This week’s edition of Speed Read is loaded with new releases from major OEMs. We’re looking at Honda’s new Dax and Hawk 11, Yamaha’s new electric scooter and the Royal Enfield Scram 411. But first, a tasty Yamaha XSR700 flat tracker from Mellow Motorcycles.
Yamaha XSR700 by Mellow Motorcycles Yamaha’s Yard Built initiative is one of the longest running, and prolific, factory-backed custom programs out there. It consistently produces great looking bikes too—like this Kenny Roberts-inspired Yamaha XSR700 from Mellow Motorcycles.
“There are not many things in the world I like more than King Kenny Roberts and the ‘Speedblock’ design,” says Mellow Motorcycles’ Patrick Sauter. But this custom XSR, aptly dubbed ‘King Kenny,’ wears more than just a lick of yellow paint.
The German workshop went all out—redesigning the XSR’s bodywork and treating it a host of flat track-worthy upgrades. The new body kit consists of a one-piece tank cover and tail section, hand formed out of aluminum. There’s a 6.5 liter [1.7 gallon] reservoir hiding underneath, with the fuel pump squeezed in there too.
Mellow installed a set of lowered XSR900 forks up front, kitted with a pair of fork guards instead of a fender. The 19” Excel rims were laced up by HE-Motorradtechnik, and wear Dunlop’s perennial DT3 tires.
Up top are new flat track bars, equipped with Renthal grips and Magura controls. There are new foot pegs lower down, pod filters in place of the airbox, and an aluminum number board out front.
The high-riding twin pipes are from Racefit, and were specifically designed to play nice with the revised bodywork lines. Patrick affectionately refers to them as “rude, indecent and loud.”
Once the XSR was all buttoned up, the crew took it to the track to tune it for race conditions. “After a few laps you immediately feel safe on this bike,” says Patrick.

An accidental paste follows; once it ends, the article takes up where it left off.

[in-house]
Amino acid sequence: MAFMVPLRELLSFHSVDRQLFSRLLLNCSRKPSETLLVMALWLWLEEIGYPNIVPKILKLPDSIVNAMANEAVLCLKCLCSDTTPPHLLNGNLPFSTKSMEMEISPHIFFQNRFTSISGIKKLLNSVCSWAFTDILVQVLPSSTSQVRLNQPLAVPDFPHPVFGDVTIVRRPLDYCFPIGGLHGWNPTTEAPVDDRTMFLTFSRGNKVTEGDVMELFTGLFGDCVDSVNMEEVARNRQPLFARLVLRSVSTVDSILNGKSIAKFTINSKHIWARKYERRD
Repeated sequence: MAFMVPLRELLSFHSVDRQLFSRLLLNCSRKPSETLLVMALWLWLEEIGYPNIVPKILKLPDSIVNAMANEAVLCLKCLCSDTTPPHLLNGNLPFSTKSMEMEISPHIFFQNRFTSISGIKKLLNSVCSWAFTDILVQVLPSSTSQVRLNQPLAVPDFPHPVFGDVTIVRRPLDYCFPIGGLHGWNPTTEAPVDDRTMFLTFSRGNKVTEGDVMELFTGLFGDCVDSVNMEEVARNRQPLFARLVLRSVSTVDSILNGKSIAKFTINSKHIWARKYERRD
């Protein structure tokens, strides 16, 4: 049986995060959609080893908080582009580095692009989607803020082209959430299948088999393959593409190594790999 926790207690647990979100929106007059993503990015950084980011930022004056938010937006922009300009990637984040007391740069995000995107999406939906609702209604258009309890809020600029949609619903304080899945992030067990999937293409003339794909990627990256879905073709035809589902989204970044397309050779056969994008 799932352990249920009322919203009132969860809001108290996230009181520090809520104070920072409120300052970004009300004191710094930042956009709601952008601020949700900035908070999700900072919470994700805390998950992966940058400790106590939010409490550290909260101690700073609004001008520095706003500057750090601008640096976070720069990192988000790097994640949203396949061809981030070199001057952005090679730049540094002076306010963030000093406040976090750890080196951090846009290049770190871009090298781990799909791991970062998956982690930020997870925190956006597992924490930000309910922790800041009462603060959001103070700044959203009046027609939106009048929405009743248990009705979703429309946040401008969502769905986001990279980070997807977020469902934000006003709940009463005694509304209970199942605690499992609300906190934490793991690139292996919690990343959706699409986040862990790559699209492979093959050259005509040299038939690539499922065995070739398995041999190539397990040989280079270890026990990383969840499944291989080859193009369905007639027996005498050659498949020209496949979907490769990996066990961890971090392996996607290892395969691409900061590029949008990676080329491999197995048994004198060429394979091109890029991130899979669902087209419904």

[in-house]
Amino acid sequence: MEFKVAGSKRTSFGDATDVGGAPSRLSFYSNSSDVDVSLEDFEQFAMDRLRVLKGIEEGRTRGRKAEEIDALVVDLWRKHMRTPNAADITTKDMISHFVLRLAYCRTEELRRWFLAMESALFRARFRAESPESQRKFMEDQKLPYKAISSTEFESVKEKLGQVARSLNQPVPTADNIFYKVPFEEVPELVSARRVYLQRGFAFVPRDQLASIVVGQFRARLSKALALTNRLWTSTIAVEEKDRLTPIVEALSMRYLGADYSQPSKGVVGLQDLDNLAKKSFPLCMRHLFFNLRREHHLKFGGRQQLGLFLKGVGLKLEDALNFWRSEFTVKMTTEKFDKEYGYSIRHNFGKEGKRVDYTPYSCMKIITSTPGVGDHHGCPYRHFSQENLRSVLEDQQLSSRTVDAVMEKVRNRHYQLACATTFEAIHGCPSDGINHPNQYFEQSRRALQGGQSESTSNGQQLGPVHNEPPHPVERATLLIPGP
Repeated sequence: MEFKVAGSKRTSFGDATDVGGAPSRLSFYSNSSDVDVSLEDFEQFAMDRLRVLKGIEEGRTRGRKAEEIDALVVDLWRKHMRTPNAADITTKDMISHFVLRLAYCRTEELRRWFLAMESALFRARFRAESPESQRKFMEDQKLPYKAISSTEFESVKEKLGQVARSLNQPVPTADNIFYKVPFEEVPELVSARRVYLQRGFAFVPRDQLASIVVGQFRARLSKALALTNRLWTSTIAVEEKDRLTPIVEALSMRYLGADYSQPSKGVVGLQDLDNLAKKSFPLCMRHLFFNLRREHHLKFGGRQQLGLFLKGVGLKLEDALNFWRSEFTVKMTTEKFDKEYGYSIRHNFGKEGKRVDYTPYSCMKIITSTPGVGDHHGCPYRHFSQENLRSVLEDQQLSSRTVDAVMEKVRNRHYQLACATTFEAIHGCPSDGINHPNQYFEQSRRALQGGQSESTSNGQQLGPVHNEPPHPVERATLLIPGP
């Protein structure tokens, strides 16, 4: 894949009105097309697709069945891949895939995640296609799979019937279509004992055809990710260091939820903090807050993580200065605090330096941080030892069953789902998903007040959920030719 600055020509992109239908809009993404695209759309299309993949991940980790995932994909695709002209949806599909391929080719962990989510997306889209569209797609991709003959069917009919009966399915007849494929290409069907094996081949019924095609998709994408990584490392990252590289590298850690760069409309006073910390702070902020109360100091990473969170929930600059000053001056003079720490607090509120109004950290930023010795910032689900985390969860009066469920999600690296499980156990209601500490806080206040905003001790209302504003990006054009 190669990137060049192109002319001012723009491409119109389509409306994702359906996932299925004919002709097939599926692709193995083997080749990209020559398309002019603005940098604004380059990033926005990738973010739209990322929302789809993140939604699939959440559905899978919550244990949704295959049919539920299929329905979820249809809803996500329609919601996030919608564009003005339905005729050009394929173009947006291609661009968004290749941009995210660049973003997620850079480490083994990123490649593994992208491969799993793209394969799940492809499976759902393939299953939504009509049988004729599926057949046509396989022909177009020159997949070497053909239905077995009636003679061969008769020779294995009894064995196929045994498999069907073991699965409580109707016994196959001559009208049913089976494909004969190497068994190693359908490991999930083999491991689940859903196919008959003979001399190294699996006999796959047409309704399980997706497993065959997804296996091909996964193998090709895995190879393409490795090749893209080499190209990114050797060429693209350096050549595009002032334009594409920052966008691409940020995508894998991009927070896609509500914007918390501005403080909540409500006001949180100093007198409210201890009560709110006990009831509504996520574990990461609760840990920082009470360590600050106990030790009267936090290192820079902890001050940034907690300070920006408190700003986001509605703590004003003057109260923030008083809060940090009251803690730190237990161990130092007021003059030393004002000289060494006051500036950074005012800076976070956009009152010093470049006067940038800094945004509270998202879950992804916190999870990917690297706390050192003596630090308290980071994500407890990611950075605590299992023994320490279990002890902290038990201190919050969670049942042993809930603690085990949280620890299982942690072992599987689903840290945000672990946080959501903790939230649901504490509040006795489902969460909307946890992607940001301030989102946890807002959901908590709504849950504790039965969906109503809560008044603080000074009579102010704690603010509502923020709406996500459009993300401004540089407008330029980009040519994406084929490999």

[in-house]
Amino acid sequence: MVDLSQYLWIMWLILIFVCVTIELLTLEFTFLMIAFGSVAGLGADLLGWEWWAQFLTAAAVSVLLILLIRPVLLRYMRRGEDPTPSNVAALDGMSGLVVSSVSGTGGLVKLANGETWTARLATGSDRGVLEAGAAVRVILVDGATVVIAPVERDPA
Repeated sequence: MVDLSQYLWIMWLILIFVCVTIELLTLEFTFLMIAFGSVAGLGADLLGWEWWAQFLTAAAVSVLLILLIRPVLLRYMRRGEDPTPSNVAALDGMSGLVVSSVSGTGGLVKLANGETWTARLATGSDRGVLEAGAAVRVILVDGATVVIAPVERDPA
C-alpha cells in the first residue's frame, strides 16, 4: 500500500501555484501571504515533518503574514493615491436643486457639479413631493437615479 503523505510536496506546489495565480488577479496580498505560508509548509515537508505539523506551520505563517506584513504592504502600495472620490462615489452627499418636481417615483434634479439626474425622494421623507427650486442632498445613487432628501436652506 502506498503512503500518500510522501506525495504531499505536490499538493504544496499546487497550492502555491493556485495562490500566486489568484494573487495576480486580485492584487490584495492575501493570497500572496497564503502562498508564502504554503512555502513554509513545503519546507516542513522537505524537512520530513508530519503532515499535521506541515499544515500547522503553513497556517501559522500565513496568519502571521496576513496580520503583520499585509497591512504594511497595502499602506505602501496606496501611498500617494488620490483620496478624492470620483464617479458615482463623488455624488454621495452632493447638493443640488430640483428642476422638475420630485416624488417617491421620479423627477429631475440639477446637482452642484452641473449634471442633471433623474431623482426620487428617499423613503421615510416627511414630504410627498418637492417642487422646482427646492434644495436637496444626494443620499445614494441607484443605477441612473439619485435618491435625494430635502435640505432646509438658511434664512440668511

“The chassis is stable and predictable, and the engine has a linear power development. The bike acts completely un-agitated, and lets you find the exciting point towards the limit smoothly.”
The fact that it looks spectacular doesn’t hurt either, right? [More]
Honda ST125 Dax Good news for fans of pint-sized Honda motorcycles: the iconic Honda Dax is back! Bad news for American fans of pint-sized Honda: so far, it’s only been announced for European markets.
The ST125 Dax slots into Honda’s burgeoning retro mini-bike range, alongside modern iterations of the Monkey, Grom and Super Cub. It’s powered by the same engine as the Super Cub too—a 124 cc air-cooled single that makes 6.9 kW and 10.8 Nm, with a claimed top speed of 90 km/h [56 mph]. The four-speed transmission shifts via a centrifugal clutch, so there’s no clutch lever.
Just like the original Dax (or ‘CT70,’ if you grew up in the US), the new ST125 is built around a T-shaped pressed steel frame. The fuel tank’s housed inside the frame too, and carries a whopping 3.8 liters [approximately one gallon].
You get 31 mm upside-down forks up front and twin shocks at the back, with 100 mm and 120 mm of travel respectively. The Dax rolls on 12” cast aluminum wheels, with 180 mm of ground clearance and an approachable 775 mm seat height. And it weighs just 107 kilos [236 lbs].
It’s also damn adorable. Available in grey or red, it’s a dead ringer for its predecessor thanks to its chromed muffler, banana seat and mini-ape bars. The silver fenders are a nice touch, as are the chromed rear lights and passenger grab rail.
Modern touches include LED lighting, a round LCD speedo and ABS-equipped disc brakes.
Kudos to Honda for tugging at our heartstrings with another tastefully revived classic—and for putting a Dachshund in the official photos. With fuel getting more expensive and inner city parking getting harder to find, bikes like this make more and more sense each day.
Honda Hawk 11 More news from Big Red, who unveiled the new Honda Hawk 11 at this weekend’s Osaka Motor Show in Japan.
So far, Honda has only announced the Hawk 11 for Japan, and they haven’t revealed too many details about it either. What we do know, is that it’s powered by a 1,082 cc twin-cylinder engine—most likely borrowed from the Africa Twin.
The frame is a semi-double cradle arrangement, with 17” wheels at both ends. The riding position is sporty, with the chunky exhaust muffler mounted high to optimize lean angle (according to Honda). Clip-on handlebars are tucked in behind a sleek molded fairing, and Honda have already revealed a number of custom parts for it too—like the Moriwaki exhaust shown above.